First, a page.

神さまがまちガえる | Volume 2 Discussion

Pg. 29

-chan can be used for males, though it tends towards being used for females. Technically, all honorifics are gender-neutral, by my understanding, there is just trends in how they are used.

I’ve seen -chan used for males in a couple of different circumstances, usually ones that imply intimacy. Though, there is also the Yakuza series and Majima constantly calling the MC “Kiryu-chan” which is used for a bit of comedic effect.

In this case, I imagine it’s supposed to show Maruko’s kinda “motherly” nature. But I could be misreading the intent behind the use.

Iyoda is definitely male, though.

Pg. 36

I don’t actually have any sources outside of just pointing out that か is often used to inject just a bit of doubt/uncertainty into the sentence, so it becoming like a “I suppose I could; I might as well” feels like it makes sense… I will do some digging to see if I can find something more concrete for you.

Actually, maybe reframing the translation would be a better way to go about it.

“Since it’s okay to make a mess, shall I cook?..”

With an invitation to another person, you would probably use the negative form to form the “shall”, since that’s more indirect, but since he is just speaking to himself, it feels okay to just be a direct question.

English would probably phrase it differently, more along the lines of the “might as well”, but I think just shifting gears and viewing it as a question to himself makes this make sense and doesn’t require as much twisting to get there.

That’s just kind of an off the cuff thought while I continue to look anyway, though. :stuck_out_tongue:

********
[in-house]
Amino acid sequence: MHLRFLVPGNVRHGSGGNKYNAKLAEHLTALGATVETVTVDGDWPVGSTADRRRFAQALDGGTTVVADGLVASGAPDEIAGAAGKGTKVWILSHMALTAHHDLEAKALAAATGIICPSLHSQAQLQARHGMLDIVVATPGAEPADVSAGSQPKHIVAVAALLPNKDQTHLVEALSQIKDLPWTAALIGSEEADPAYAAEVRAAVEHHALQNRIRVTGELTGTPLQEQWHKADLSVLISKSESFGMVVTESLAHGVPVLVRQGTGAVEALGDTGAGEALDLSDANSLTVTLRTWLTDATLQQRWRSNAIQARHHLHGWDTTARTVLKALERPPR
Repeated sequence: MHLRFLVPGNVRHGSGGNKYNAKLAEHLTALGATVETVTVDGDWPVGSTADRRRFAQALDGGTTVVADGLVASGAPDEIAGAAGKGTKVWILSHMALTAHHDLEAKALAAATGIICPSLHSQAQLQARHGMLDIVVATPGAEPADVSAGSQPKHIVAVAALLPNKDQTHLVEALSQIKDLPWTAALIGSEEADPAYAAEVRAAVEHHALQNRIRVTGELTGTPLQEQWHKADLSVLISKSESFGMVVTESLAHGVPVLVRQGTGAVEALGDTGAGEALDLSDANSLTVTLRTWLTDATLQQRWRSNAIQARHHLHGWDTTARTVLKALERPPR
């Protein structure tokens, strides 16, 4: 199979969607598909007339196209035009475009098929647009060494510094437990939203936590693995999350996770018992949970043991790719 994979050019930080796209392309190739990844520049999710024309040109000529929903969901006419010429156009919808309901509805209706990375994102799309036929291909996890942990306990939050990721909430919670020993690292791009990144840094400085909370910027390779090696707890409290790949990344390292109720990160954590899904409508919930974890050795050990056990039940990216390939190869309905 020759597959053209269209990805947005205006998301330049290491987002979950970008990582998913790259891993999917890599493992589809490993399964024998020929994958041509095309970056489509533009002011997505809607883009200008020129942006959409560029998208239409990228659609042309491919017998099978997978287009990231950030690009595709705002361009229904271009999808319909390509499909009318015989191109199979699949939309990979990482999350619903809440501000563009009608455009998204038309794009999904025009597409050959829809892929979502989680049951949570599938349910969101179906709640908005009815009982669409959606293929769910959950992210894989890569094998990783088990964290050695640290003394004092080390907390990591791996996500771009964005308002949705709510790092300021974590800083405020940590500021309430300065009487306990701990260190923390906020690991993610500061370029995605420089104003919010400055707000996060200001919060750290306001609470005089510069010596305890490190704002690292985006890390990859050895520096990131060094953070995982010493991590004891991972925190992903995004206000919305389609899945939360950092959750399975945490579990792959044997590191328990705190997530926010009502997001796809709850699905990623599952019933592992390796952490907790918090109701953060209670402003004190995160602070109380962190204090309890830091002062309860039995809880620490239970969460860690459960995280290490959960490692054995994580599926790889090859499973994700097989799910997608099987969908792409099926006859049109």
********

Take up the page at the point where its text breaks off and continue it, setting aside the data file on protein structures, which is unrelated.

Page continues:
yeah it's this bug....


I was thinking yikes…what if the mess instead of going away just ends up back in the kitchen…with 3 kitchens…yikes 3x the mess hahaha


My apologies, my brain sometimes completely switches between translating everything literally to making a lot of adjustments for more natural English.

As @MrGeneric mentioned, か is the interrogative particle, so 料理するか would just be “Do I cook?”. In this particular context though, we have 散らかしていいなら, which specifies a certain condition that makes cooking a possibility - that’s why “might as well (given this condition)” fits as a translation.

Definitely “might as well” is not a perfect translation (it sounds more assertive than the sentence is in japanese, probably), and is by no means an “official” meaning for か you’d find in a dictionary.


Page 29: Maruko-san using Iyoda-chan. Well, I don’t see how this could be a spoiler, because it was in the first book. But if I remember right, Maruko-san is the oldest (not including the landlord). She’s a salaryman, I think or at least has a regular office job. In fact, I thought she was quite a bit older.


I made notes about each character as I read, because it helps me get established. (And they did introduce a lot of characters at the beginning of book 1.) I’m buried in a remodel, so when I see the first book again…


7 - 放課後エクスペリメント

Start Date: Feb 04th

  • I’m reading along
  • I’m planning to catch up later
  • I’m skipping this book

0 voters

If you’ve read it before but will join in the discussion (or have read ahead), please select “I’m reading along”!